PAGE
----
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SCO Unix Serial Communications and UUCP

This article is from a FAQ concerning SCO operating systems. While some of the information may be applicable to any OS, or any Unix or Linux OS, it may be specific to SCO Xenix, Open There is lots of Linux, Mac OS X and general Unix info elsewhere on this site: Search this site is the best way to find anything.

What are all the V.something codes, MNP, HST, etc.?

Here are the most common data modem signalling standards. Note that the descriptions are not complete technical descriptions, and only cover the major feature of the standard (i.e. no discussion is made of fallback data rates etc.)

  • Bell 103 - North American 0-300 bps
  • Bell 212A - North American 1200 bps
  • V.22 - International 1200 bps; not generally used in North America
  • V.22bis - 2400 bps
  • V.32 - 4800 & 9600 bps
  • V.32bis - 4800 - 14 400 bps
  • V.32terbo - Vendor standard (no formal recognition), 16.8 & 19.2 kbps
  • V.FC - Vendor standard (no formal recognition), up to 28.8 kbps
  • V.34 - International standard, up to 28.8 kbps; this has been extended to 33.6 kbps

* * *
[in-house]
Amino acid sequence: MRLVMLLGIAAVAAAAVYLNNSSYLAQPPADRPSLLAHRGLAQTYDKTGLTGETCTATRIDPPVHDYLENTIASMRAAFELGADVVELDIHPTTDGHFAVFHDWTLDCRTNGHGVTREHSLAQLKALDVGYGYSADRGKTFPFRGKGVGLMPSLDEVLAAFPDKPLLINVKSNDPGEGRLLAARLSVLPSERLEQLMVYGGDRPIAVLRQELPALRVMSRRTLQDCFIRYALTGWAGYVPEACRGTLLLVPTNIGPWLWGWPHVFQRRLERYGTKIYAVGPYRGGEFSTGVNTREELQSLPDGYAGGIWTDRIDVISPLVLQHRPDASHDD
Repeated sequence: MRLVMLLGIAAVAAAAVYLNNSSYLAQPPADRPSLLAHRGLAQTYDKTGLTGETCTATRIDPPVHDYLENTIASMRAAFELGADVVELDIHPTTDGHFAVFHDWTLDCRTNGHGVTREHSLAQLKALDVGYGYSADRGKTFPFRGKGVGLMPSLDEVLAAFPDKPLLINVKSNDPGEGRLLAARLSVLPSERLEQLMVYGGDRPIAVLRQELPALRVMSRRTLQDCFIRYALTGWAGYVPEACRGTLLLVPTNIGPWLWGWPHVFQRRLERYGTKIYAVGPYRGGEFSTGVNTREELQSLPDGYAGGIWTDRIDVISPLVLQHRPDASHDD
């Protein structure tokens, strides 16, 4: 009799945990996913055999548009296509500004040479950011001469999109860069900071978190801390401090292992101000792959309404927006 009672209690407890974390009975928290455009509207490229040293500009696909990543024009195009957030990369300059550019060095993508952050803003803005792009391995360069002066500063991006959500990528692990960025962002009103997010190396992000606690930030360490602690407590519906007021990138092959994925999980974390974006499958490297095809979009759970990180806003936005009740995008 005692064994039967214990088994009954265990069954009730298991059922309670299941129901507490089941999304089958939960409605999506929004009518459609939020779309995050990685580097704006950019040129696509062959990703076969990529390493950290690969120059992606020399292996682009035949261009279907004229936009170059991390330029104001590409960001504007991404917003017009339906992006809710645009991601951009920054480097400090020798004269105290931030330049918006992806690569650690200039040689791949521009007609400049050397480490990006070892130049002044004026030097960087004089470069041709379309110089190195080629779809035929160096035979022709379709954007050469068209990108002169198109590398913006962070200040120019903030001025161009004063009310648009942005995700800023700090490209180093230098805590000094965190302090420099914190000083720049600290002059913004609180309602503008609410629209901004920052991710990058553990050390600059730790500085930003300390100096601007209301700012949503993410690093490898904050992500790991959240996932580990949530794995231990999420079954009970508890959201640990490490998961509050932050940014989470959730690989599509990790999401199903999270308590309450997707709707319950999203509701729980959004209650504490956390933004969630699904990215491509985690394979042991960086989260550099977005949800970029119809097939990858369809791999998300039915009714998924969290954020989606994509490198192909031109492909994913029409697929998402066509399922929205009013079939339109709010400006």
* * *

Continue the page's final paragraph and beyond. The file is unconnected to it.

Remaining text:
• HST - USRobotics' proprietary High-Speed Transfer, 9600 - 16 800 bps
  • PEP - Telebit's proprietary standard; also Turbo PEP
  • X2 - USRobotics' asymmetrical high-speed modulation; up to 56 kbps downstream (limited to 53.3 kbps by legislation), V.34 upstream. See http://x2.usr.com/
  • K56flex - same idea as X2, different implementation

There are also numerous standard for error correction and data transmission. MNP (Microcom Networking Protocol) is a family of protocols with various levels. MNP levels 1 through 4 denote error correction schemes of increasing sophistication. MNP level 4 is the most common MNP error correction level; while there are higher levels, they are not terribly widespread. You may never see your modem report an MNP level 4 connection if you have data compression enabled; it will report level 5 instead. MNP level 5 is usually considered a 2:1 compressor, meaning that it will generally compress your data by up to a factor of 2 (though it can exceed this on some data and not reach it on other data). Note that it does not check to ensure that it can actually compress the data; if you send precompressed data through it, it will actually increase the amount of data which must be transferred between modems, thereby decreasing throughput.

V.42 is another error correction standard; unlike MNP, it is non-proprietary. Its primary error-control protocol is called LAP-M. It also includes a provision for falling back to MNP level 4 error correction should the remote modem not support V.42. V.42bis is the corresponding data compression standard. It is both more efficient than MNP level 5, providing up to a 4:1 rate (even higher on particularly repetitive data), and more intelligent, in that it can recognize whether or not it can compress data and send the data uncompressed if this makes the most sense.

For further information on modems, see the newsgroup comp.dcom.modems.



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